Chelsea cruise past Qarabag and into the knockout stages
An early penalty and Qarabag red card had the writing on the wall
Chelsea’s players celebrate the team’s second goal during their Champions League win over Qarabag. Photo: Kirill Kudryavtsev/Getty Images
Qarabag 0 Chelsea 4
There was no mass celebration from Antonio Conte and his players at the final whistle, polite handshakes replacing joyous punches of the air, but all in the visitors’ ranks could take pride in a job professionally done. Comfortable victory in Baku has prolonged Chelsea’s Champions League campaign into the new year and, in the process, lessened the significance of next month’s final group fixture against Atlético Madrid.
They may not feel it at Anfield on Saturday, when aching limbs must deal with Liverpool, but the 5,000-mile round trip to Azerbaijan has been distinctly worthwhile. When the section was drawn that last meeting with the Spanish had felt potentially awkward, even daunting. Now it will merely determine whether the Premier League side progress as group winners or runners-up and, in a crammed schedule in which margin for error is at such a premium, a relatively relaxed evening in early December is to be cherished.
Conte must have admired his team’s busy energy and the grace with which they manoeuvred the ball, with David Luiz reintegrated after his spell out of favour and the collective efficiently dismantling Qarabag’s 10 men. The Italian was even able to withdraw the excellent Eden Hazard and overworked Marcos Alonso long before the end, even if it was a pity he did not take the opportunity to give the 18-year-old Dujon Sterling a European debut off the bench. It had long become a night of such luxury, capped by Willian’s blistering strike from just outside box as time ticked way.
By then the crowd had thinned. Local disappointment was born as much of a sense of anticlimax as exasperation at the performance of the referee, Manuel de Sousa. The hosts, in their first campaign at this level, had improved markedly since succumbing with a whimper at Stamford Bridge on debut in September. They had scared Roma, and taken points from Atlético Madrid home and away, effectively aiding Chelsea’s quest to progress from the group in the process. The manager, Gurban Gurbanov, had urged his players to make a statement on the exiled team’s final run-out in Baku’s sparkling bowl of a stadium and there had been an initial confidence to their play, particularly on the counter-attack, that had exposed the visitors’ rejigged rearguard in the opening exchanges. It would all be horribly undermined by the dismissal, of course, but, for a while, the momentum had actually been Azerbaijani.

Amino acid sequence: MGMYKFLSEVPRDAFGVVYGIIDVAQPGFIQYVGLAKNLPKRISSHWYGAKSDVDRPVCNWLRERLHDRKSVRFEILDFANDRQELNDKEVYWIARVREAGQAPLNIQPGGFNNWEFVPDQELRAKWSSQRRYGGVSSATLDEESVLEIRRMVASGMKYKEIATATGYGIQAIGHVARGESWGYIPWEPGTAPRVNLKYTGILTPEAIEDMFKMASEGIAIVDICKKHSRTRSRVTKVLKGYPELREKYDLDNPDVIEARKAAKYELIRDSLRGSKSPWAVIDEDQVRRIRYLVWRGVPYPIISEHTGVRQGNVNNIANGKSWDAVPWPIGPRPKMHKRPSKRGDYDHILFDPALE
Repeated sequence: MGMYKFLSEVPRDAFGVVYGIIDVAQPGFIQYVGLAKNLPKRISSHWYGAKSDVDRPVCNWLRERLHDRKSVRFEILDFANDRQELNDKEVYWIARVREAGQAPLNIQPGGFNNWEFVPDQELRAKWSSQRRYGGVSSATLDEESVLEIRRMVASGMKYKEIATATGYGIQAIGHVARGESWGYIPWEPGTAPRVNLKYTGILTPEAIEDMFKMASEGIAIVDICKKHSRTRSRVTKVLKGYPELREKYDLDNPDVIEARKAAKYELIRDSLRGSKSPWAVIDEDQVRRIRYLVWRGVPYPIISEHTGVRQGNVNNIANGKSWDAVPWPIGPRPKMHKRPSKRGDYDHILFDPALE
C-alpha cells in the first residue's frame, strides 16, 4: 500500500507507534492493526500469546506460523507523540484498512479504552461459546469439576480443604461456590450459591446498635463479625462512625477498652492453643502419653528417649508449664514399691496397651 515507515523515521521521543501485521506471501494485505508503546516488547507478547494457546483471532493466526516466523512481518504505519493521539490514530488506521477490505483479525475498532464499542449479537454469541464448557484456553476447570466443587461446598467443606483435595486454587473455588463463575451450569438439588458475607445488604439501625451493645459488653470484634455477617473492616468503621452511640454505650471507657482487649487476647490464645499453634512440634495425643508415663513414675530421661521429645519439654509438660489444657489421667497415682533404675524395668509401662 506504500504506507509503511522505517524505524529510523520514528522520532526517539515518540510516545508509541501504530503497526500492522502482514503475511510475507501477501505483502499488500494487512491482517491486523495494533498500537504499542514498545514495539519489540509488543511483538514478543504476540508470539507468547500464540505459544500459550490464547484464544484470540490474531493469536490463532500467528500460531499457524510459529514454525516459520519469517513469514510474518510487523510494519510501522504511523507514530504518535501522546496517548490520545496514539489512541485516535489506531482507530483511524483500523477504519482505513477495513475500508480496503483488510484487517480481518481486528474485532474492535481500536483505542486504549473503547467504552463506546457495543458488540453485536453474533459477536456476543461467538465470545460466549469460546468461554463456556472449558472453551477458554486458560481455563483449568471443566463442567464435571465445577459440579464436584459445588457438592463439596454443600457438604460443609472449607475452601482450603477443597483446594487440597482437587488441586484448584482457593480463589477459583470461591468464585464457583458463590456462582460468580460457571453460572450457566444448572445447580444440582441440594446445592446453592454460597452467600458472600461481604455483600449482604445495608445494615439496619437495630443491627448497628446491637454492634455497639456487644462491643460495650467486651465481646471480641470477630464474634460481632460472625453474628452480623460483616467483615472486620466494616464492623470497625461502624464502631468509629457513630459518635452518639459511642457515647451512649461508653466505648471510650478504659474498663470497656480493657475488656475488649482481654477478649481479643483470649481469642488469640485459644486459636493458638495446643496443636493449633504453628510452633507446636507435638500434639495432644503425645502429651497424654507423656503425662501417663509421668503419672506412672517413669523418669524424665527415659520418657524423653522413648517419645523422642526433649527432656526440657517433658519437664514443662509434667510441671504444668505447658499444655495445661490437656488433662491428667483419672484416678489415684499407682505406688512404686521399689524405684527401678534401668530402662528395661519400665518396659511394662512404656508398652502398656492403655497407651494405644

David Luiz, recalled after an absence of two matches, was initially discomforted by Dino Ndlovu’s aggressive running. A dawdling Davide Zappacosta was caught in possession too easily by Mahir Madatov. César Azpilicueta’s block had choked that opportunity, but the majority in the vociferous crowd had whooped in delight at every Chelsea mistake, and wailed in frustration when an opportunity to ease ahead was spurned. Michel, a Spanish midfielder once of Birmingham City, calmly slid the ball wide to a marauding Maksim Medvedev just before the quarter-hour mark. The right-back exchanged passes with Ndlovu, with his heavy return touch falling perfectly for Michel who lifted his shot on to the crossbar.
Thibaut Courtois made clear his dissatisfaction at the ease with which Qarabag had cut through his defence though the sting was drawn from the occasion within minutes. It was Conte’s decision to play a slippery front three, all quick feet and pace across the turf, which panicked the locals. In the early exchanges that trio of Hazard, Willian and Pedro had struggled to read each other’s darts, but their collective wavelengths were not scrambled for long. Once on song they were irrepressible.
A cleverly slipped pass from Hazard sent Willian skipping through beyond Rashad Sadygov, with the centre-half rather clumsily leaning into the Brazilian’s back just inside the penalty area. Willian crumpled, the Portuguese official awarded the penalty and dismissed the home side’s captain. The red card felt harsh, Gurbanov’s disgust was very clear on the touchline and the crowd were just as displeased when the incident was replayed on the big screens at half-time. It would not be the only time they would vent their spleen at De Sousa. Hazard’s penalty was stroked easily into the corner – no Belgian has scored more goals in the Champions League – and, from that moment on, this became a procession with all Qarabag’s defensive insecurities from their trip to London, if never their fight, exposed yet again. By the interval Chelsea were as good as through.
There was beauty to admire to their second, a culmination of crisp and accurate passes between Cesc Fàbregas, Pedro, Willian and Hazard. The Belgian back-heeled his assist square, his dizzied markers failing to anticipate such impudence, for Willian to collect and calmly finish beyond a helpless Ibrahim Sehic. The goalkeeper would excel thereafter to deny Pedro, Willian and Hazard further reward, and should not have been given a chance by the substitute Álvaro Morata, who steered a shot wide.
Yet Qarabag’s misery was not yet complete. Gara Garayev’s tug on Willian’s shoulder, yanking back the shirt, was spotted by the referee and, once again, the locals were left bemoaning the softest of spot-kicks. Fàbregas, his first effort ruled out for encroachment after a staggered run-up, scored and the crowd began to drift towards the exits. Most, dismayed by the whole experience, had long since left by the time Willian smashed in his side’s fourth, and 10th in two games against this team. Chelsea will hope to deflate loftier opponents than these when the knockout phase begins next year. – Guardian service